The Question

When contemplating the application of government rules, the overarching and most important consideration of the governing should be whether these rules make the governed more free or less free. 

America’s Founding Fathers innately understood the concept of freedom, documented it in the Declaration of Independence, and enshrined its protection in the Constitution. After all, they had declared war on the most powerful nation on the planet and fought against impossible odds to secure the freedom of the new nation they had founded. They understood the difficulty of winning this freedom and realized the difficulty of keeping it given human nature. Before they were Americans, they were British subjects, and many were not prepared to renounce their loyalty to the Crown. Among those who grumbled about being taxed without representation, many were unprepared to actually fight for the freedom they complained about not having. History remembers a group of local militia gathering in Lexington and Concord as a show of force to the British regulars marching upon the towns to quell the populace and restore order. It fails to accurately remind us that not all supported this militia group and many who were called failed to appear at the appointed time when the Revolution began.

Their cause remained uncertain for a long time and many were reluctant to join because they rightly feared the consequences of being on the losing side. It fell to those who valued freedom over their own lives to do the heavy lifting in this fight. It is all too easy to look back from our positions of comfort and easily discount the hardships faced by the Founding Fathers as events from the distant past. With our faced-paced interconnected lives, where multiple forms of entertainment are literally at our fingertips, we rationalize that they had nothing better to do than fight for freedom. The truth is that they had families and worked hard to provide a living. They gave up what meager comforts they had to fight for a cause greater than their solitary existence.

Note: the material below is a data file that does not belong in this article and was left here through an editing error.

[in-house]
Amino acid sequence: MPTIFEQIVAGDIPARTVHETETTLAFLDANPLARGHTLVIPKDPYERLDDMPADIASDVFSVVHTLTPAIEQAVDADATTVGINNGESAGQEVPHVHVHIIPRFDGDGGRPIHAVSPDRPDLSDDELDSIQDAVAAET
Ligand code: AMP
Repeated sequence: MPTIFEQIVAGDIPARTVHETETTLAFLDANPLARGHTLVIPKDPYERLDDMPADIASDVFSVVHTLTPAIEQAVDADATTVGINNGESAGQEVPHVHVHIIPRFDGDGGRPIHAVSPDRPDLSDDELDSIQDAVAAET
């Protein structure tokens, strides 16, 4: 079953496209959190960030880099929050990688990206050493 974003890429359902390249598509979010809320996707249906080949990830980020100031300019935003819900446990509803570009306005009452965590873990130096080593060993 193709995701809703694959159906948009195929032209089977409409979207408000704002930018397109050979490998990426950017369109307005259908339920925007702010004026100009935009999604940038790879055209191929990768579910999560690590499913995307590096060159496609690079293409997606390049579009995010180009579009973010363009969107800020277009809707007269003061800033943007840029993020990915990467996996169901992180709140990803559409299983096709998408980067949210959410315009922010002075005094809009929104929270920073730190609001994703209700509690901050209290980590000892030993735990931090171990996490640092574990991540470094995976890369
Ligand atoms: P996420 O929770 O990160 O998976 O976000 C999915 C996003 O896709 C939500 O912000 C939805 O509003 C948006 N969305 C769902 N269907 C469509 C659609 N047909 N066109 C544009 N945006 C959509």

Successive leaders of this new nation hewed closely to the Constitution and America prospered as her citizens were free to pursue their happiness as the Declaration of Independence proclaimed. As the Revolution receded into the past and its participants faded from the scene, our leaders began to cast about for ways to improve efficiency and began to stray from the Constitution. This effect became more pronounced as America entered the Twentieth Century and accelerated as wars, economic depressions, and youthful exuberance strained our resolve to remain independent and weakened our ability to resist the lure of government protection. Our politicians curried favor with the electorate to win office, and aggrieved groups realized the path to power in order to construct their vision of Utopia.

We find ourselves helplessly watching a president who tramples on the Constitution to exercise actions that leave us stunned in their breathtaking distance from Constitutional principles. Those who would construct Utopia can only achieve their vision by forcing the rest of us to subscribe to their demands. Our freedom must be infringed to realize their dreams. We are led along the path to slavery by promises of fairness and security, just as our Founding Fathers warned. You see, their primary concern was whether their actions made us more or less free. In contrast, our current president concerns himself with whether his actions bring him closer to his dream of coercing us into streamlining our existence to suit his desires without a care as to our freedom.

As we cast about for new leaders, we should endeavor to discover if their primary concern is to determine if their actions make us more or less free. We, as the inheritors of those who died to establish this new nation, conceived in liberty so that it should never perish from the face of the earth, are responsible for demanding that our government respect the fact that it derives its power and legitimacy from we the people. Our leaders should be held to the standard that they consider as paramount the importance of determining whether our laws and regulations make us more or less free. Anything less dishonors the memory of those who fought so hard and sacrificed so much so that we might live as free men and responsible citizens.

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